The colorful, compelling novel about two lonely souls who find love-and redemption-in Lunacy, Alaska.
Showing 1-3 of the 3 most recent reviews
1 . Nora Brought her A Game.
Posted July 29, 2011 by Amber , Chicago, ILNow, Nora Roberts can be somewhat hit or miss for me. There are some of her books that I just ADORE and others that don't quite hit their mark for me. I guess it's the nature of being an incredibly prolific writer, but her laziest books tend to be a step up from other author's best work.
That said, "Angel Falls" is definitely a hit for me. When she's trying and putting in the research, Ms. Roberts can universe-build like no one else. "The Villa" brought me right into the heart of California wine industry, and "Angel Falls" dumped me into Alaska. I like that the people in town weren't "quirky" and it was obvious that Ms. Roberts had fallen for this landscape and culture. This book painted a picture for me, and it's a fascinating one.
I'm guess I'm a weirdo because it was all the universe-building in the 'slow' first half of the novel that kept me reading and interested and invested in Nate's story.
2 . Great Characters
Posted June 23, 2010 by alisonwonderland , lincolnI have read quite a few Nora Roberts books and she has a great balance of romance and action/adventure. This is one of my favorites for its spunky heroine and her disfunctional mother. Oh, and the sexy guy is kinda cool too! I always enjoy my favorite books come alive on screen even if it isn't the best representation but the movie for this book was great too. Good times all around!
3 . Northern Exposure meets Nora Roberts
Posted December 14, 2009 by Patty , ChicagoThis book was great fun to read, especially if you loved the TV show Northern Exposure.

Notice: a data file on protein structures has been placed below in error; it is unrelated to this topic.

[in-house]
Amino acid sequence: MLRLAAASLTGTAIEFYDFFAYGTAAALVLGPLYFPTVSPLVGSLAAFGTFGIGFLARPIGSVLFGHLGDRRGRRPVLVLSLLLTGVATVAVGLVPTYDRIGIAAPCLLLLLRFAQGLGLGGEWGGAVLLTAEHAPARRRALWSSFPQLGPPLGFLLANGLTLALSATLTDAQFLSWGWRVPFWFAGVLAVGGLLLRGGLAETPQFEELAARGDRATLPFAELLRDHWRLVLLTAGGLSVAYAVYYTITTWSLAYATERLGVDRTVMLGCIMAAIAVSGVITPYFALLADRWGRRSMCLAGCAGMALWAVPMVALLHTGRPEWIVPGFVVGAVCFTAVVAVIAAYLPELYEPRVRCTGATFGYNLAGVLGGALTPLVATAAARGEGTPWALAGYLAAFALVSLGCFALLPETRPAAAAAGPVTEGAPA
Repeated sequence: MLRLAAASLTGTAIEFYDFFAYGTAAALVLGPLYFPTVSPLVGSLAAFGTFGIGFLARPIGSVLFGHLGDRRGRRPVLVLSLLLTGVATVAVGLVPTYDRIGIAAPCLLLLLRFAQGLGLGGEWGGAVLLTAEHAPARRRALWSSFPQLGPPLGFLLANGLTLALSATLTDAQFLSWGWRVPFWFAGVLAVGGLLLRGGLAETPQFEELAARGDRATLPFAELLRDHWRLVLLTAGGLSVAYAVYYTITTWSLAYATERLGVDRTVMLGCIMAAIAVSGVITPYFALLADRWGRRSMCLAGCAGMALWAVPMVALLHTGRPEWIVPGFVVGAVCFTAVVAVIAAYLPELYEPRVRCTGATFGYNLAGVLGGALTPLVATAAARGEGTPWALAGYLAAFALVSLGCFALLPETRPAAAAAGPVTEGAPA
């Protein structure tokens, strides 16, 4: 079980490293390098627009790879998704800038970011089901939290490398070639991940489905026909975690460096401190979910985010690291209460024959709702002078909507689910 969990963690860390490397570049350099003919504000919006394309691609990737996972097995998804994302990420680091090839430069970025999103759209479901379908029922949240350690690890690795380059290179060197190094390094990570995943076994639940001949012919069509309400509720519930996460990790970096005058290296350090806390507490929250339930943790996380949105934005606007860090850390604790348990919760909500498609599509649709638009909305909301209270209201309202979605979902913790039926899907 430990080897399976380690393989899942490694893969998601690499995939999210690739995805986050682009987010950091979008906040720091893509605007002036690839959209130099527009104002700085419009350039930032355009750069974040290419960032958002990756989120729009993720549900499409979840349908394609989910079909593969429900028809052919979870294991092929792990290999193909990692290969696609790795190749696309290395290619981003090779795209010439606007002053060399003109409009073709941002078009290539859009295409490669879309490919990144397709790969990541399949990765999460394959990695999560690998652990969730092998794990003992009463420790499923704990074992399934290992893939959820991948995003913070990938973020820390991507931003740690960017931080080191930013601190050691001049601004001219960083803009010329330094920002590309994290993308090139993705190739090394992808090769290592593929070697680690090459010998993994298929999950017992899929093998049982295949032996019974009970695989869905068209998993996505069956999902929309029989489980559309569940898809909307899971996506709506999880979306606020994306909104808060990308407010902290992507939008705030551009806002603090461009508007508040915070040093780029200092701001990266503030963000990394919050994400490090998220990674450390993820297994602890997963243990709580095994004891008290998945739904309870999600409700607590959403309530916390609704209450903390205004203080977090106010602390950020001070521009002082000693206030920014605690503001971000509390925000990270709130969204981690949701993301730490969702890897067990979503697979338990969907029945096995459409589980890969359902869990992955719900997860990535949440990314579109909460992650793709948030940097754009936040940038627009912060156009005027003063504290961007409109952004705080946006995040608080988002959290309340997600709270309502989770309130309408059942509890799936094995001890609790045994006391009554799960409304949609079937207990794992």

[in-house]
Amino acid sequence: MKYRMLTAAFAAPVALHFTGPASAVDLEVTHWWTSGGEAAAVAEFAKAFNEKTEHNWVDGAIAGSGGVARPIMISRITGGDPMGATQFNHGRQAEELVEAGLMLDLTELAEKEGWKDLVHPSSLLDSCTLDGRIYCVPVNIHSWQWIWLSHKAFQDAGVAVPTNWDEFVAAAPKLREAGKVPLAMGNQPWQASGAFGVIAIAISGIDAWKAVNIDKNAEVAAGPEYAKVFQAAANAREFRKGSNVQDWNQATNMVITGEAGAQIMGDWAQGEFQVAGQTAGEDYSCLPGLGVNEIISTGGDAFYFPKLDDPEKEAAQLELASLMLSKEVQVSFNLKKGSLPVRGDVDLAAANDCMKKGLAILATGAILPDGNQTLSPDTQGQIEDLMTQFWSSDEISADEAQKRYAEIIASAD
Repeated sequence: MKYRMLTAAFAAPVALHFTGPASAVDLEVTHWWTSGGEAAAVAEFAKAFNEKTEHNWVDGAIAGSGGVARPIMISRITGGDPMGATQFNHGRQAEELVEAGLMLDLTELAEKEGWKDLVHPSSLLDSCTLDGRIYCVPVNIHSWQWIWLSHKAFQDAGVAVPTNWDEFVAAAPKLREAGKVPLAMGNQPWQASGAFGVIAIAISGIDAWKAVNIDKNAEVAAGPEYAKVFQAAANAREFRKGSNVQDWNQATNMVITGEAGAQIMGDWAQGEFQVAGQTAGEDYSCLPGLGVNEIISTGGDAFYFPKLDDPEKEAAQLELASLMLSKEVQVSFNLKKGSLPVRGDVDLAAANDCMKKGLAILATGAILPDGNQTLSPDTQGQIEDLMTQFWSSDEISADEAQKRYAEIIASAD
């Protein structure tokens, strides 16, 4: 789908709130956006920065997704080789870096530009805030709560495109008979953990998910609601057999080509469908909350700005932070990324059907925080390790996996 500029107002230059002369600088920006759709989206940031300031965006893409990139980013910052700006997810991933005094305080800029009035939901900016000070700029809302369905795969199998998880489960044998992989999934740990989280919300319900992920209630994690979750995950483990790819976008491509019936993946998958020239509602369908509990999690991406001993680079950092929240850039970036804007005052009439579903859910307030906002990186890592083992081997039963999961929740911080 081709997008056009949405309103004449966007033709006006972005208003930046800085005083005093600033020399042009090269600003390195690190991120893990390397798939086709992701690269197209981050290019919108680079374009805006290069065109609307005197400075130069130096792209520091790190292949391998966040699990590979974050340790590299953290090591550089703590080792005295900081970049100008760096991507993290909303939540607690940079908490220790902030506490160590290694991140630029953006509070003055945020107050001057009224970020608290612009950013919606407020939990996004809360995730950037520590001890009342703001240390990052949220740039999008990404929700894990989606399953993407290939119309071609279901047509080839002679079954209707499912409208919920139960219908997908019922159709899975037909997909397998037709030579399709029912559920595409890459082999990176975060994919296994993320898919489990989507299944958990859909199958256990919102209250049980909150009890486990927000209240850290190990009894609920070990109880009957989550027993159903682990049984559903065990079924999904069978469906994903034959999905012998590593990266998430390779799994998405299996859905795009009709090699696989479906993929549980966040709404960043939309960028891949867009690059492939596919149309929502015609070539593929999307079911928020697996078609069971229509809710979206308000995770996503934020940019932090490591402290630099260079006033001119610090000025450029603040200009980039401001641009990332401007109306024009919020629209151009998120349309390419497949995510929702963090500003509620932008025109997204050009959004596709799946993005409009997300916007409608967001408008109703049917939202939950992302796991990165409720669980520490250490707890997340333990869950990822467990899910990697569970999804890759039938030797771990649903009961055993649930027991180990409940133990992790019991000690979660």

May 15, 2005
Number of Print Pages*
Adobe DRM EPUB
* Number of eBook pages may differ. Click here for more information.
Excerpt from Northern Lights by Nora Roberts
EN ROUTE TO LUNACY ' December 28, 2004
Strapped into the quivering soup can laughingly called a plane, bouncing his way on the pummeling air through the stingy window of light that was winter, through the gaps and breaks in snow-sheathed mountains toward a town called Lunacy, Ignatious Burke had an epiphany.
He wasn't nearly as prepared to die as he'd believed.
It was a hell of a thing to realize when his fate hung precariously in the hands of a stranger who was buried in a canary yellow parka and whose face was nearly concealed by a battered leather bush hat perched on top of a purple watch cap.
The stranger had seemed competent enough in Anchorage, and had given Nate's hand a hearty slap before wagging a thumb at the soup can with propellers.
Then he'd told Nate to "just call me Jerk." That's when the initial unease had set in.
What kind of an idiot got into a flying tin can piloted by a guy named Jerk
But flying was the only sure way to reach Lunacy this late in the year. Or so Mayor Hopp had informed him when he'd conferred with her over his travel arrangements.
The plane dipped hard to the right, and as Nate's stomach followed, he wondered just how Mayor Hopp defined sure.
He'd thought he hadn't given a good damn one way or the other. Live or die, what did it matter in the big scheme When he'd boarded the big jet at Baltimore-Washington, he'd resigned himself that he was heading to the end of his life in any case.
The department shrink had warned him about making major decisions when he was suffering from depression, but he'd applied for the position as chief of police in Lunacy for no reason other than that the name seemed apt.
And he'd accepted the position with a who-gives-a-shit shrug.
Even now, reeling with nausea, shivering with his epiphany, Nate realized it wasn't so much death that worried him, but the method. He just didn't want to end the whole deal by smashing into a mountain in the fucking gloom.
At least if he'd stayed in Baltimore, had danced more affably with the shrink and his captain, he could've gone down in the line of duty. That wouldn't have been so bad.
But no, he'd tossed in his badge, hadn't just burned his bridges but had incinerated them. And now he was going to end up a bloody smear somewhere in the Alaska Range.
"Gonna get a little rough through here," Jerk said with a drawn-out Texas drawl.
Nate swallowed bile. "And it's been so smooth up to now."
Jerk grinned, winked. "This ain't nothing. Ought to try it fighting a headwind."
"No, thanks. How much longer "